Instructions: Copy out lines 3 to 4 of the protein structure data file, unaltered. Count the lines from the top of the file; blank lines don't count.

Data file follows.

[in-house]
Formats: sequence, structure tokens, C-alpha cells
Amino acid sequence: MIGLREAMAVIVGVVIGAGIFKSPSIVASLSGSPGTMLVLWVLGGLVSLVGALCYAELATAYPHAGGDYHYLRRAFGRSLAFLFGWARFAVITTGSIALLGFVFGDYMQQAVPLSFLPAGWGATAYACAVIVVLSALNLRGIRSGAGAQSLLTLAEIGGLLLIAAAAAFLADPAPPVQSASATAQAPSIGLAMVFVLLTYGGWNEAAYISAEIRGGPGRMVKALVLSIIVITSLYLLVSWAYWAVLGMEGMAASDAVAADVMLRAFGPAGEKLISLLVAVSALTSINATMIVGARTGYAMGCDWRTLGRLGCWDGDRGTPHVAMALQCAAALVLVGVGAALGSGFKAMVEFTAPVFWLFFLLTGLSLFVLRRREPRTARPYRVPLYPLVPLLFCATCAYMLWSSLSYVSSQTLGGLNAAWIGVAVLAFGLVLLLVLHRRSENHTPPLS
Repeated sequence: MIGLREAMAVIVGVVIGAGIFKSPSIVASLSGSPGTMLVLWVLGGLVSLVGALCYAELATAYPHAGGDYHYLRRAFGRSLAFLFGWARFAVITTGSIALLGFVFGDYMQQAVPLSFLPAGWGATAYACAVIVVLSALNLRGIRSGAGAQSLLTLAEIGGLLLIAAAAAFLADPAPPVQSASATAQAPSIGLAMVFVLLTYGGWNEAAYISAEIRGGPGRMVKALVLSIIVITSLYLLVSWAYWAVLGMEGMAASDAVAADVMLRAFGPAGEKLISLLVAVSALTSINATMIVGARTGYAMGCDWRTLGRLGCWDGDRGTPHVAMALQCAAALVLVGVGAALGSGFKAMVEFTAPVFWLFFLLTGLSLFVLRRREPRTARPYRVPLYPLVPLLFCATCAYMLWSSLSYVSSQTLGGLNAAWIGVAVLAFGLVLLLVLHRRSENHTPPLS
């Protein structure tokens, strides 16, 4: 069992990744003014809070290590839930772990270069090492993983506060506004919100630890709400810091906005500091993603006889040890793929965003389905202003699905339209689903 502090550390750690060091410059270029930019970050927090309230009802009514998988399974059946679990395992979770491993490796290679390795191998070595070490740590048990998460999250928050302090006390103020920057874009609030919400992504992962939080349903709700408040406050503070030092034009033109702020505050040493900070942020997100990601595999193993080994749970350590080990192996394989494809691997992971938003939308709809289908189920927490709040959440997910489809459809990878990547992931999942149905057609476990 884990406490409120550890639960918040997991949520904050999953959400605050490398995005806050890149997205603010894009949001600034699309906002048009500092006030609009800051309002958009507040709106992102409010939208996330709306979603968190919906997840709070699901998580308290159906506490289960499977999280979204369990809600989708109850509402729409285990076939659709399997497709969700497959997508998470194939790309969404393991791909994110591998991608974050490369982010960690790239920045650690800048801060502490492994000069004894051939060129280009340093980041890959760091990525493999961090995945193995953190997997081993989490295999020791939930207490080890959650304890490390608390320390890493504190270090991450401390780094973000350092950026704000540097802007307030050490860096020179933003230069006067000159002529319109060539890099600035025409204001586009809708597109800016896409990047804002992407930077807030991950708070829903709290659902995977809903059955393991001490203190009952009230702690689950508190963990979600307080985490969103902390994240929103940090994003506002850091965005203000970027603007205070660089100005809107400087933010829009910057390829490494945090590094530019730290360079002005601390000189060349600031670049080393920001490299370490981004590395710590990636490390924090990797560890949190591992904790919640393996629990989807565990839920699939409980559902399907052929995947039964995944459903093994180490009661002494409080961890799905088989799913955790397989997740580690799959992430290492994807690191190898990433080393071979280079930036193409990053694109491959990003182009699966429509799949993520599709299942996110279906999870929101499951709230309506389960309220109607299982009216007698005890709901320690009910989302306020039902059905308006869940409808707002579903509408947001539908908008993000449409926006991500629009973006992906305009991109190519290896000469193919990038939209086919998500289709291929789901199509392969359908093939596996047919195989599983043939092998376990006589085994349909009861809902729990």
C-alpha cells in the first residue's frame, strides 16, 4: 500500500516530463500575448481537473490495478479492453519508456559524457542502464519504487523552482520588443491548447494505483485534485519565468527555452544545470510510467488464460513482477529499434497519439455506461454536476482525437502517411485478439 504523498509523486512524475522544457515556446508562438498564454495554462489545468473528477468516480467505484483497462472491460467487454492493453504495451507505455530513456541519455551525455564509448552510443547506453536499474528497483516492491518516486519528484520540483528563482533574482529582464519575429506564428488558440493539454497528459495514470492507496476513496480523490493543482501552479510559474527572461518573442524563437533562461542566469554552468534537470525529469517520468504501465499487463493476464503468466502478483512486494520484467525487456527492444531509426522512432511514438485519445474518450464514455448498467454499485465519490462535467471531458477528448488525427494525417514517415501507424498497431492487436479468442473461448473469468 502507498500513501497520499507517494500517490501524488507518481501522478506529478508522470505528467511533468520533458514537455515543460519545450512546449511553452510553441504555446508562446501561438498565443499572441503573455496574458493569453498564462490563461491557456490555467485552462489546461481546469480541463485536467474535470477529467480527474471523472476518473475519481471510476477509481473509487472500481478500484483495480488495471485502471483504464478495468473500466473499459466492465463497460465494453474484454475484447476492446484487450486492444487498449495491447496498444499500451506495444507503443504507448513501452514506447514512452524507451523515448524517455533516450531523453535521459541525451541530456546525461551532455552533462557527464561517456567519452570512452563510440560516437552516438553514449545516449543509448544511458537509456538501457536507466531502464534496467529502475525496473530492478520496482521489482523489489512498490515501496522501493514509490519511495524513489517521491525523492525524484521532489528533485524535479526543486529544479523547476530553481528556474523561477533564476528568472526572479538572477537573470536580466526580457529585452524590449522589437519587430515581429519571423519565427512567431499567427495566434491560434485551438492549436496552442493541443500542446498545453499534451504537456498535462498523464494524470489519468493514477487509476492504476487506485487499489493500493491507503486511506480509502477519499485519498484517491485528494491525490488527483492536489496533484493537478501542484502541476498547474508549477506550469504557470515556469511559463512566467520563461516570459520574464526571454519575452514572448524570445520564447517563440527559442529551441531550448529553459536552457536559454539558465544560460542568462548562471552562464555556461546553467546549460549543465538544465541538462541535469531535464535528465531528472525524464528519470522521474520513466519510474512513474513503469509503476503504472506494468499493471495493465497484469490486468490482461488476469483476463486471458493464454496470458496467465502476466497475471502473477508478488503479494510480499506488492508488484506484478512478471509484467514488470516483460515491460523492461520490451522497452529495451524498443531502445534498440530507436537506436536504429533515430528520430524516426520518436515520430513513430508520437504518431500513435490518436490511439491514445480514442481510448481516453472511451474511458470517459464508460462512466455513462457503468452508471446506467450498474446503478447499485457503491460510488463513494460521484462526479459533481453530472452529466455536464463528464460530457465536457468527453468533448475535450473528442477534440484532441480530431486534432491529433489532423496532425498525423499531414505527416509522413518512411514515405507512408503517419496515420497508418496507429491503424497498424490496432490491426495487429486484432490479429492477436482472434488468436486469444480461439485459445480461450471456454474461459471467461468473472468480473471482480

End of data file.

Amino acid sequence: MIGLREAMAVIVGVVIGAGIFKSPSIVASLSGSPGTMLVLWVLGGLVSLVGALCYAELATAYPHAGGDYHYLRRAFGRSLAFLFGWARFAVITTGSIALLGFVFGDYMQQAVPLSFLPAGWGATAYACAVIVVLSALNLRGIRSGAGAQSLLTLAEIGGLLLIAAAAAFLADPAPPVQSASATAQAPSIGLAMVFVLLTYGGWNEAAYISAEIRGGPGRMVKALVLSIIVITSLYLLVSWAYWAVLGMEGMAASDAVAADVMLRAFGPAGEKLISLLVAVSALTSINATMIVGARTGYAMGCDWRTLGRLGCWDGDRGTPHVAMALQCAAALVLVGVGAALGSGFKAMVEFTAPVFWLFFLLTGLSLFVLRRREPRTARPYRVPLYPLVPLLFCATCAYMLWSSLSYVSSQTLGGLNAAWIGVAVLAFGLVLLLVLHRRSENHTPPLS
Repeated sequence: MIGLREAMAVIVGVVIGAGIFKSPSIVASLSGSPGTMLVLWVLGGLVSLVGALCYAELATAYPHAGGDYHYLRRAFGRSLAFLFGWARFAVITTGSIALLGFVFGDYMQQAVPLSFLPAGWGATAYACAVIVVLSALNLRGIRSGAGAQSLLTLAEIGGLLLIAAAAAFLADPAPPVQSASATAQAPSIGLAMVFVLLTYGGWNEAAYISAEIRGGPGRMVKALVLSIIVITSLYLLVSWAYWAVLGMEGMAASDAVAADVMLRAFGPAGEKLISLLVAVSALTSINATMIVGARTGYAMGCDWRTLGRLGCWDGDRGTPHVAMALQCAAALVLVGVGAALGSGFKAMVEFTAPVFWLFFLLTGLSLFVLRRREPRTARPYRVPLYPLVPLLFCATCAYMLWSSLSYVSSQTLGGLNAAWIGVAVLAFGLVLLLVLHRRSENHTPPLS